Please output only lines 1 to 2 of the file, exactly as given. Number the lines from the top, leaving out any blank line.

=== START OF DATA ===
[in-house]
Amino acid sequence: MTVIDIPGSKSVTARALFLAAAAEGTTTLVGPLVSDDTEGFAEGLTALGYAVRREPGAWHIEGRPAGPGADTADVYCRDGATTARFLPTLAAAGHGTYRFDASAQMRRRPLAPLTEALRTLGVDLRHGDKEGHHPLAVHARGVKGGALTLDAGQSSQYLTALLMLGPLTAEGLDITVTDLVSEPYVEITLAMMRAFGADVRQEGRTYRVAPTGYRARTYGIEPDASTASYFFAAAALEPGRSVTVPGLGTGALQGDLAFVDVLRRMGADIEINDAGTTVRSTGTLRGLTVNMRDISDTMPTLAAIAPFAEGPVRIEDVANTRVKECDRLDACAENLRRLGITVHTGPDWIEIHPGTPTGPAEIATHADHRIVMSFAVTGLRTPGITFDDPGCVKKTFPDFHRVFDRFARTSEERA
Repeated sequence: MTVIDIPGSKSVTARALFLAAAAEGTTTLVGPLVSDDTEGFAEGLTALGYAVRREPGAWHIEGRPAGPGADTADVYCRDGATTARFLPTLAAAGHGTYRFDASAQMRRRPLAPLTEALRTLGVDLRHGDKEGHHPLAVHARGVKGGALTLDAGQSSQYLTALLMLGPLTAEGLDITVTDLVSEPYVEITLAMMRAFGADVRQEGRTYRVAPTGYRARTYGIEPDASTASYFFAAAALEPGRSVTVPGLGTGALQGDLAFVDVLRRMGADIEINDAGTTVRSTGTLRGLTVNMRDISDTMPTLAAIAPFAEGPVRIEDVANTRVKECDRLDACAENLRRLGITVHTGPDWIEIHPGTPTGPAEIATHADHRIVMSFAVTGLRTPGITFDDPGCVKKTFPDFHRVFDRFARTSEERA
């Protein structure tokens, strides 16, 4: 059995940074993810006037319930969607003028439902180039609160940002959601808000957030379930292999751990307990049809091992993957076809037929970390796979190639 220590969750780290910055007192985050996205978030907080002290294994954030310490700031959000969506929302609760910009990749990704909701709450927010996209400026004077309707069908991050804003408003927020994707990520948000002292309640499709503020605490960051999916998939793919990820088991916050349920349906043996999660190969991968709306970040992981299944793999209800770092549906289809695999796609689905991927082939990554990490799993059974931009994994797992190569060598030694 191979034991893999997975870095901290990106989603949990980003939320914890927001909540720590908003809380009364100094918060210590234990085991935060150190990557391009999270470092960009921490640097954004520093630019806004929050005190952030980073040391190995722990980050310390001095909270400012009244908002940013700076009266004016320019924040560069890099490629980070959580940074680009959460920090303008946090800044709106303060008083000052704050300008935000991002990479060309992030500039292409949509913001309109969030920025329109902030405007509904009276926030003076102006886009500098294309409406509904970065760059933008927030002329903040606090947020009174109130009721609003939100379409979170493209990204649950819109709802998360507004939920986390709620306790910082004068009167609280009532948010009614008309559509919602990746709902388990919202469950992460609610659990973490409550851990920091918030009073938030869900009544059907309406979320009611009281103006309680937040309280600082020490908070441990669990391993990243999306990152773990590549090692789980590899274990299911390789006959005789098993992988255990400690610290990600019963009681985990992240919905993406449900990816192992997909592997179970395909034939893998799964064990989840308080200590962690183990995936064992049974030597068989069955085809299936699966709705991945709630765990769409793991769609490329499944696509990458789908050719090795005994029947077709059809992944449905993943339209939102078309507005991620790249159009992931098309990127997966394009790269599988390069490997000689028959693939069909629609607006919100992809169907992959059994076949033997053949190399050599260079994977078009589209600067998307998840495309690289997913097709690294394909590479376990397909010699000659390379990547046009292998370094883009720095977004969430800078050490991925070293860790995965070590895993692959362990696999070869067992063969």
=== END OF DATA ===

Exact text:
[in-house]
Amino acid sequence: MTVIDIPGSKSVTARALFLAAAAEGTTTLVGPLVSDDTEGFAEGLTALGYAVRREPGAWHIEGRPAGPGADTADVYCRDGATTARFLPTLAAAGHGTYRFDASAQMRRRPLAPLTEALRTLGVDLRHGDKEGHHPLAVHARGVKGGALTLDAGQSSQYLTALLMLGPLTAEGLDITVTDLVSEPYVEITLAMMRAFGADVRQEGRTYRVAPTGYRARTYGIEPDASTASYFFAAAALEPGRSVTVPGLGTGALQGDLAFVDVLRRMGADIEINDAGTTVRSTGTLRGLTVNMRDISDTMPTLAAIAPFAEGPVRIEDVANTRVKECDRLDACAENLRRLGITVHTGPDWIEIHPGTPTGPAEIATHADHRIVMSFAVTGLRTPGITFDDPGCVKKTFPDFHRVFDRFARTSEERA